A Necessary Comparison

When filing a Chapter 13 bankruptcy, your plan will only be confirmed if it meets the Best Interests Test. This test is designed to insure that creditors receive treatment in the Chapter 13 bankruptcy equal to or better than the treatment they would have received if the debtor had filed a Chapter 7 bankruptcy. This comparison is also a great way to confirm the debtor understands the clear differences between the two types of filings.

A Hypothetical

Assume a debtor has assets valued at $3000. Further assume a debtor filed a Chapter 7 and $1000 of those assets would be treated as unprotected (non-exempt) assets. In a Chapter 13, if the debtor wants to keep the assets, the unprotected  value of those assets—the $1000—must be paid into the Chapter 13 in order to meet the Best Interests Test. These payments would go to unsecured creditors, as directed by the Trustee.

Best Case Outcome

This does not mean that every Chapter 13 filing requires a similar payment to creditors. If the hypothetical Chapter 7 calculations result in 0 unproteced (non-exempt) assets, then the debtor’s plan will be approved in Chapter 13 without a payment to unsecured creditors. This is often referred to as a “0% Plan” and it is acceptable under these circumstances.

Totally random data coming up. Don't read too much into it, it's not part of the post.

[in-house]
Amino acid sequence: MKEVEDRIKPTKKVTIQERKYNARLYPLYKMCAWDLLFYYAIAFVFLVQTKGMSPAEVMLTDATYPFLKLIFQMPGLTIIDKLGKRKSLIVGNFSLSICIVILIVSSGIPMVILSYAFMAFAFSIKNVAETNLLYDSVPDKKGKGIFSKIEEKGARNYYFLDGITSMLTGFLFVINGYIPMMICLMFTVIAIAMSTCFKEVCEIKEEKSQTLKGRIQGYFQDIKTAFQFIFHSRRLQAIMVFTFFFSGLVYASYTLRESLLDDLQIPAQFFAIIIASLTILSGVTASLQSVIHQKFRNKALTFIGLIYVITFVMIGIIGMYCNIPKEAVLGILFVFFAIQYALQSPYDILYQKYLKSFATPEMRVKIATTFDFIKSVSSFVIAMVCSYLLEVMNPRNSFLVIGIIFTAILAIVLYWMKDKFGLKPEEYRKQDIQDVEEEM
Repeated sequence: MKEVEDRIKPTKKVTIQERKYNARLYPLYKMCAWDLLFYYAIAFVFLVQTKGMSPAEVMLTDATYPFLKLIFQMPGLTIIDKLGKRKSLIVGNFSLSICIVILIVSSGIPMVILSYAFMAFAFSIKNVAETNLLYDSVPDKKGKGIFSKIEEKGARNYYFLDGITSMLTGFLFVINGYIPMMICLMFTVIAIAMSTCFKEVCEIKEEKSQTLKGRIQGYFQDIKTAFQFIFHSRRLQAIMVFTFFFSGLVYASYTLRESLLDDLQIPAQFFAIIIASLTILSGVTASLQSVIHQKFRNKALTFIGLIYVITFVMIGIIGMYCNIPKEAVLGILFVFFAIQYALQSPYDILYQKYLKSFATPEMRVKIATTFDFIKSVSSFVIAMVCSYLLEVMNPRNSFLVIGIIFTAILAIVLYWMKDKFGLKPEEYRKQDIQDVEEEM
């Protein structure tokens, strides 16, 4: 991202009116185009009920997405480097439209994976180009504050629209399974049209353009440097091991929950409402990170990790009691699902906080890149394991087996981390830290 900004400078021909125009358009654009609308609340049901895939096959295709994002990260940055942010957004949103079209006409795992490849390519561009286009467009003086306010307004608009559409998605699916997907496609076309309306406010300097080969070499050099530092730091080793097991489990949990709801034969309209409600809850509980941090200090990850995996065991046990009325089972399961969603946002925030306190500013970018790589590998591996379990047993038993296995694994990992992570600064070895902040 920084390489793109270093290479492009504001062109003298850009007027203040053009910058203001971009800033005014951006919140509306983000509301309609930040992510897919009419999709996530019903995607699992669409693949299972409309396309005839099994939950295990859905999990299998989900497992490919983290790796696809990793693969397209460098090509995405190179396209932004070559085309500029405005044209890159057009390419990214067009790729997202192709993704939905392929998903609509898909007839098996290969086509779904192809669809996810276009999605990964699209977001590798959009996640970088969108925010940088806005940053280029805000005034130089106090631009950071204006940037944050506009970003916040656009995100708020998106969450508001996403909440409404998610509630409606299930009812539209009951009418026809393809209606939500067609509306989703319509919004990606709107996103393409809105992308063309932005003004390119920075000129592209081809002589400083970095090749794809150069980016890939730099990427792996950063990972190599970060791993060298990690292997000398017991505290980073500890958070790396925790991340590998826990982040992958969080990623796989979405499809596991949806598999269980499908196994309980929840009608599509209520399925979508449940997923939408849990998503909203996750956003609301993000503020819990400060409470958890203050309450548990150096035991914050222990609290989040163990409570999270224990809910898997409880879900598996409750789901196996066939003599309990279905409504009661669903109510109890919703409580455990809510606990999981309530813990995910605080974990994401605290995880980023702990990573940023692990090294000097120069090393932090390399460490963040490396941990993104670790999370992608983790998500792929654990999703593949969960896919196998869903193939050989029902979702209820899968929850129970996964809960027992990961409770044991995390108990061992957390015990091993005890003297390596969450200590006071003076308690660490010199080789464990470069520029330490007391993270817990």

Talk to an attorney today. Bankruptcy is not meant to be overwhelming. It can be a critical part of your solution and financial stability. An attorney can assist in working through these concerns and providing clear, concise options to help you move forward. Email me HERE or call 704.749.7747 today to talk to me.

I spoke with a law firm in Charlotte today the specializes in representing banks in foreclosure proceedings. I was calling about the property of a client. I was told that my client’s foreclosure had been postponed from January until April. I was also told that Wells Fargo had already postponed over 200 foreclosures today. This is obviously a relief for my client, as it gives her time to plan. If you are given unexpected time like this, there are numerous way to use it.

Prepare For The Worst

While you may attempt to pay your mortgage arrears over the coming months, you should also provide a bankruptcy attorney with all necessary documents in the event you need to file a bankruptcy urgently as the new sale date approaches. It’s much easier to insure a proper filing when the law office has time to review documents thoroughly with you, and a proper filing is what you need.

Take A Step Back

This is a great time to take a step back. If you were previously considering filing a bankruptcy to stop a foreclosure, perhaps you were making an emotional decision. There are times when it makes sense to walk away from a home rather than do everything possible to save it. The market may have turned and now the home is worth less. Or perhaps your payments went up and you can’t refinance. Take a breath and ask yourself whether the home is still a good investment for you. And don’t forget there are other ways to invest your money outside of a mortgage payment.

Take Action Today

With this new breathing room, the temptation is to put of the inevitable decision-making that a deadline forces on us. Instead, take out a pad of paper and strategize about ways to significantly reduce your monthly burdens over the coming months prior to the foreclosure and/or bankruptcy filing. For example, if you can lower your car payment by getting into a different vehicle, doing it before the bankruptcy is much easier than during or after.

Listen To Your Attorney